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Geneva offers Swiss bliss

新华网 2016-01-08 12:37

  

  Lake Geneva is the heart of the city with its waterfront parks, and Switzerland's best shopping is never far away. Photos by Mike Peters/China Daily and Provided to China Daily

  Geneva is known as a business hub, but Mike Peters seeks out its fun side.

  Museums. Shopping. Boats. "The Lake." Chocolate.

  There are lots of reasons to love Geneva.

  "We're listed first among Swiss cities in Lonely Planet," says one of our guides during a quick city tour, "and that's not just the luck of the alphabet."

  This charming cosmopolitan center boasts nearly 150 resident nationalities, he adds, but in Geneva you are most aware of the French. It's all about geography: France surrounds the city on almost every side, and while Switzerland's other three official languages (German, Italian, Romansch) are certainly audible in the streets, Geneva is the heart of French Switzerland. It's not the capital-and it's only the third-largest city-but it hums with an energy and self-awareness that make it larger than life.

  "The Lake" gives Geneva a lot of its presence: The city is strung out along the western tip of Europe's largest lake, where banks, luxury watchmakers and chocolatiers, gelaterias and grand hotels jostle for their toeholds on the waterfront.

  This business city can be one of Europe's most expensive, but a stroll along the shore brings out its simple pleasures. Takeaway kiosks offer pretzels filled with all kinds of savory goodness for a few Swiss francs. And petite parks are everywhere with views ranging from Mount Blanc (on a sunny day), the Cathedral St. Pierre or the peacocks that strut in the Parc de l'Ariana that sweeps along the United Nations and the botanical garden.

  Our two nights at the Swissotel gave us a front-row seat of the lakeside, with easy access to the beach for a morning swim. And a more commanding view on the roof, where a lively cocktail bar features absinthe, savory local beers and the option to dine with a sunset view of the Jet d'Eau. Visitors see this huge plume of water from the air as they land: A "pencil fountain" that shoots as much as 7 tons of water sky-high at any given moment.

 

  Charming pedestrian streets are lined with shops, cafes and the flags ofSwitzerland and old Geneva. 

  While the hotel chain celebrates its spa culture around the world, the Metropole Geneva may bethe only member of the Swissotel family with no freestanding spa due to space limits in this primereal estate. What you get instead is steam-driven room service: a sensual spa shower that's atouch of divine luxury after a morning swim or a day's shopping. 

  Any treatment you choose from the spa menu features the hotel's exclusive line of Purovelcosmetics, which you can see in their moment of creation by touring the nearby farm collectivethat produces them. 

  Alexander Reber, our 57-year-old guide, explains that he and the other nine farmers in the grouprepresent families that have worked the land for more than a century. The current generationcultivates a hybrid mint, lemon balm and canola among other crops that are distilled for their skin-pampering qualities and fragrances. As he talks, we enjoy the sunshine, ruffling the fragrantstalks of mint as if they are puppies, and later walk over to see huge fields of rose-coloredbeebalm, where a blue ceramic pig-as big as a bus-stands guard. That porcine charmeralone is worth the short drive to the farm, a selfie magnet with her two suckling piglets.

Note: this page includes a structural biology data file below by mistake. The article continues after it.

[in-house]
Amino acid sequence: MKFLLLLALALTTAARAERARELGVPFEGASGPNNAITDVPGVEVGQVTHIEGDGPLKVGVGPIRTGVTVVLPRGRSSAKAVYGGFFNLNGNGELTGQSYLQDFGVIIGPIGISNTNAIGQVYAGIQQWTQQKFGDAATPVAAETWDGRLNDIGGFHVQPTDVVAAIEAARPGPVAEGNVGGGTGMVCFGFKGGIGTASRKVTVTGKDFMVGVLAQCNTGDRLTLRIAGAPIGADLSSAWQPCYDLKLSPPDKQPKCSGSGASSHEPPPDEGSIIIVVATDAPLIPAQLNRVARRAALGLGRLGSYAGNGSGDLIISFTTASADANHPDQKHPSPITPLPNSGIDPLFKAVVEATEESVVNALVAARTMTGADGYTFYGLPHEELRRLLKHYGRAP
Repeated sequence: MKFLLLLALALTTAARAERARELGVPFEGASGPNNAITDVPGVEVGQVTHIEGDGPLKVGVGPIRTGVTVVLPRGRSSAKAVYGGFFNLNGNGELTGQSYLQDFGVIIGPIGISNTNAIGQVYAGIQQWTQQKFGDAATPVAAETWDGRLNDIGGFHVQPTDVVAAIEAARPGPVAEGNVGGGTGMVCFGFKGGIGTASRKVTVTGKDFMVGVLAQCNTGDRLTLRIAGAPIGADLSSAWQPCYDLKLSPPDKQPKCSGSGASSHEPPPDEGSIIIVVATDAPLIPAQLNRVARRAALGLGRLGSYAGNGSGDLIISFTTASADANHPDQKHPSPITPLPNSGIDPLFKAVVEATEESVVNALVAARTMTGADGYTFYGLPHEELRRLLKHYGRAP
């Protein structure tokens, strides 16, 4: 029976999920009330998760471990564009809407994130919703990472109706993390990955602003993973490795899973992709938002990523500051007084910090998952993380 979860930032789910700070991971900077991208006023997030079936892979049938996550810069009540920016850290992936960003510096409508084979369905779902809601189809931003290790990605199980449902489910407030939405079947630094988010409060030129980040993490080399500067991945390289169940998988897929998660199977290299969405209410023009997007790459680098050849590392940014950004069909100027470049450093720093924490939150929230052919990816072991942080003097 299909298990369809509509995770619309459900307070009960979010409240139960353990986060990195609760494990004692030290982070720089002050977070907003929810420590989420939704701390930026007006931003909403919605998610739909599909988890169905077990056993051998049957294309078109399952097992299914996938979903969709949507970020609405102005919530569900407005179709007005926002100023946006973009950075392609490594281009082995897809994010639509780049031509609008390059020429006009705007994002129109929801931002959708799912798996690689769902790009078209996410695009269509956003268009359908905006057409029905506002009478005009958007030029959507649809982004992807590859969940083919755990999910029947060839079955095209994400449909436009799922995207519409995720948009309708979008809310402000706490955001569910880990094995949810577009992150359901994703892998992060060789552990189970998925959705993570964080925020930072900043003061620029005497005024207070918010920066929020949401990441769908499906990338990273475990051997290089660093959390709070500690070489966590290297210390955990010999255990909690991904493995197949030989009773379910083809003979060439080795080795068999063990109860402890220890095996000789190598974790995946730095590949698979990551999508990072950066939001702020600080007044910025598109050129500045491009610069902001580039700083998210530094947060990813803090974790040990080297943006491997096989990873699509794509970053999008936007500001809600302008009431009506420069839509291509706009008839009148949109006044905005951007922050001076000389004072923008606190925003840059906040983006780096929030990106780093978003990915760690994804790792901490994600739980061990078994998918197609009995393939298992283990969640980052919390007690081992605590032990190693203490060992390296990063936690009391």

In the fall, myriad small wineries can be enjoyed as workers harvest grapes along the shorelinenorth of the city proper. Winter is a festival season; the alfresco cafes become sauna bars,fondue pots are simmering everywhere, and you can enjoy it all after a day on the ski slopes. 

  Year-round there are spectacular museums-many are free on the first Sunday of the month, andthe Geneva Pass is good for museum entries, free public transport and discounts on city tours,speedboat rental, theater tickets and more. (Prices start at 25 Swiss francs-$27-for 24 hours.) 

  When warm weather returns, lakeside cafes spring to life. 

  Tourist boats ply the waters. Parks and beaches hum with reveling locals and visitors. While thecity is celebrated as a business center, there are plenty of attractions for families and kids, fromfeeding ducks and swans at a popular park to an electric-train tour or the Tarzan-inspired treepark (with irresistible rubber-tire swings) at Baby Plage. 

 

  An enormous pig sculpture presides over farm fields of aromatic herbs, luring passers-by for a photo op. 

  Where the past produces a place in modern times 

  Geneva is rich with history. 

  John Calvin, whom you might think was a beer brewer considering the way his image is used onbottles and billboards, was a Reformation leader who pushed to turn the city into a "ProtestantRome" in the 16th century. 

  Well before that, the city was shaped by occupying Romans-a grand mosaic depicts the arrivalof Julius Caesar on a fine white horse. 

  The city is also the birthplace of the Red Cross, which still calls it home, along with manyhumanitarian organizations. The League of Nations was based here after World War I, and it's animportant regional center for the more successful United Nations today. 

 

[Editor:陈琛]